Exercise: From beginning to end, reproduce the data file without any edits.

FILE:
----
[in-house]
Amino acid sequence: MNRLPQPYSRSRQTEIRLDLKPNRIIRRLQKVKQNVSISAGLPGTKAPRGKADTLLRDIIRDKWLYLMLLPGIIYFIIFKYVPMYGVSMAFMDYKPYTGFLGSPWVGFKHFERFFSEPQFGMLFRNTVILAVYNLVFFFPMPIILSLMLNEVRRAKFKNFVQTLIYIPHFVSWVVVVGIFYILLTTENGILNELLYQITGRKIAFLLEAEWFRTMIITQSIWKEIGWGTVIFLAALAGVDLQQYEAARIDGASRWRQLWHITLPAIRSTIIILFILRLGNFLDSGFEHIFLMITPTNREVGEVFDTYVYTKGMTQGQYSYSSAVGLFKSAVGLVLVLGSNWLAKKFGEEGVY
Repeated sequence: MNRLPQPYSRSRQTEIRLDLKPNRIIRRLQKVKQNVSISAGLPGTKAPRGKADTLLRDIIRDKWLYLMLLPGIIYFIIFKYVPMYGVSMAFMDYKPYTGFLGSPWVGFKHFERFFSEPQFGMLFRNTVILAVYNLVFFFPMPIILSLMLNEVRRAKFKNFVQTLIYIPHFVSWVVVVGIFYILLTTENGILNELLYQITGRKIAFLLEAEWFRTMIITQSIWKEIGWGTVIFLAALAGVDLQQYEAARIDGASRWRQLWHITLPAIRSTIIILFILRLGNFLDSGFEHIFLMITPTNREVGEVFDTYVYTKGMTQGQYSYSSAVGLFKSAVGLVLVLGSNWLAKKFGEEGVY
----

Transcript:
[in-house]
Amino acid sequence: MNRLPQPYSRSRQTEIRLDLKPNRIIRRLQKVKQNVSISAGLPGTKAPRGKADTLLRDIIRDKWLYLMLLPGIIYFIIFKYVPMYGVSMAFMDYKPYTGFLGSPWVGFKHFERFFSEPQFGMLFRNTVILAVYNLVFFFPMPIILSLMLNEVRRAKFKNFVQTLIYIPHFVSWVVVVGIFYILLTTENGILNELLYQITGRKIAFLLEAEWFRTMIITQSIWKEIGWGTVIFLAALAGVDLQQYEAARIDGASRWRQLWHITLPAIRSTIIILFILRLGNFLDSGFEHIFLMITPTNREVGEVFDTYVYTKGMTQGQYSYSSAVGLFKSAVGLVLVLGSNWLAKKFGEEGVY
Repeated sequence: MNRLPQPYSRSRQTEIRLDLKPNRIIRRLQKVKQNVSISAGLPGTKAPRGKADTLLRDIIRDKWLYLMLLPGIIYFIIFKYVPMYGVSMAFMDYKPYTGFLGSPWVGFKHFERFFSEPQFGMLFRNTVILAVYNLVFFFPMPIILSLMLNEVRRAKFKNFVQTLIYIPHFVSWVVVVGIFYILLTTENGILNELLYQITGRKIAFLLEAEWFRTMIITQSIWKEIGWGTVIFLAALAGVDLQQYEAARIDGASRWRQLWHITLPAIRSTIIILFILRLGNFLDSGFEHIFLMITPTNREVGEVFDTYVYTKGMTQGQYSYSSAVGLFKSAVGLVLVLGSNWLAKKFGEEGVY